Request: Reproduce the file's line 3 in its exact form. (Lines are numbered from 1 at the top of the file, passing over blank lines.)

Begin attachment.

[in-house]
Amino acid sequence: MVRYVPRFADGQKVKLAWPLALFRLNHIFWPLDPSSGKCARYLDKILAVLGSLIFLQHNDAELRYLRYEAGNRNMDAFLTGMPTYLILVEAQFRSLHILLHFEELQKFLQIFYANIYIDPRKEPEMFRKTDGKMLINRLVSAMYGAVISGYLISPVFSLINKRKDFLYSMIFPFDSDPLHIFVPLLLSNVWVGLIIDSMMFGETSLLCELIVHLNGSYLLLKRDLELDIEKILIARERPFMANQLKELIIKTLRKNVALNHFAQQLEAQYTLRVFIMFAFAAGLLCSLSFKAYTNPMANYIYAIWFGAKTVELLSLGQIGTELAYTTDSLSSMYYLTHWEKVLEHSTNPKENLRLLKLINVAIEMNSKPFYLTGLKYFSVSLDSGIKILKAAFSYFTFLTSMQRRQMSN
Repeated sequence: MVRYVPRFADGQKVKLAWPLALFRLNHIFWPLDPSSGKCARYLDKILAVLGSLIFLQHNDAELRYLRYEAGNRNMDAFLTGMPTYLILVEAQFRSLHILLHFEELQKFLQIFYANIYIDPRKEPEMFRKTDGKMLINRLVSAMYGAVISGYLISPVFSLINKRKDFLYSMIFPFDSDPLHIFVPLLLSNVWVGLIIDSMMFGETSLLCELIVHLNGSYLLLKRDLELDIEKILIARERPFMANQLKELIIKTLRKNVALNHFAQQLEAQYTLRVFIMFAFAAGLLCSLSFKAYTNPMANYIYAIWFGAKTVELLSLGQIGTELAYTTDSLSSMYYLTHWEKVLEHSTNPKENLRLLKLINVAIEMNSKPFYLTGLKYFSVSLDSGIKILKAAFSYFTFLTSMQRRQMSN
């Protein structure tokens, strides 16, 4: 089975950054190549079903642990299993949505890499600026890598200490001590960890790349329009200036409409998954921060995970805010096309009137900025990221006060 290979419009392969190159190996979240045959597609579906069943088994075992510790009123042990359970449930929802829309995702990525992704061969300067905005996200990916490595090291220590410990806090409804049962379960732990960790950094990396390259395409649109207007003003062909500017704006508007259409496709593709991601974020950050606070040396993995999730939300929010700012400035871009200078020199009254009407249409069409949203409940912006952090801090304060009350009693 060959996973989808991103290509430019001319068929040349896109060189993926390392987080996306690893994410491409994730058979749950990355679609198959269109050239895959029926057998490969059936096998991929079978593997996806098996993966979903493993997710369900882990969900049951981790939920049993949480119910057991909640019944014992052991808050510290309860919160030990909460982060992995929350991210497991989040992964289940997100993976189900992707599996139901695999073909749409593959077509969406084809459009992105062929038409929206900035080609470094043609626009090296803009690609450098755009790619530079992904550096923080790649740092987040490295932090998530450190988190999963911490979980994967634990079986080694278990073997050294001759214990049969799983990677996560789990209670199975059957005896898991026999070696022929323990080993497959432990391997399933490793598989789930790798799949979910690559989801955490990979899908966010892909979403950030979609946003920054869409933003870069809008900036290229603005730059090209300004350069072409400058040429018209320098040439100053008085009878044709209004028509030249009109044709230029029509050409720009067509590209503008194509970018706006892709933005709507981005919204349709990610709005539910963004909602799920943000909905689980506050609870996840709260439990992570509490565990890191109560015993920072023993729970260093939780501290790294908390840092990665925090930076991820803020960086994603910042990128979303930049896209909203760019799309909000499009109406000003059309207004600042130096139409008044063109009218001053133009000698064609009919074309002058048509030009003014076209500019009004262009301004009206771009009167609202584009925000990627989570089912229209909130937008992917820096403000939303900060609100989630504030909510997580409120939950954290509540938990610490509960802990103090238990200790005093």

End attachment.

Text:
Repeated sequence: MVRYVPRFADGQKVKLAWPLALFRLNHIFWPLDPSSGKCARYLDKILAVLGSLIFLQHNDAELRYLRYEAGNRNMDAFLTGMPTYLILVEAQFRSLHILLHFEELQKFLQIFYANIYIDPRKEPEMFRKTDGKMLINRLVSAMYGAVISGYLISPVFSLINKRKDFLYSMIFPFDSDPLHIFVPLLLSNVWVGLIIDSMMFGETSLLCELIVHLNGSYLLLKRDLELDIEKILIARERPFMANQLKELIIKTLRKNVALNHFAQQLEAQYTLRVFIMFAFAAGLLCSLSFKAYTNPMANYIYAIWFGAKTVELLSLGQIGTELAYTTDSLSSMYYLTHWEKVLEHSTNPKENLRLLKLINVAIEMNSKPFYLTGLKYFSVSLDSGIKILKAAFSYFTFLTSMQRRQMSN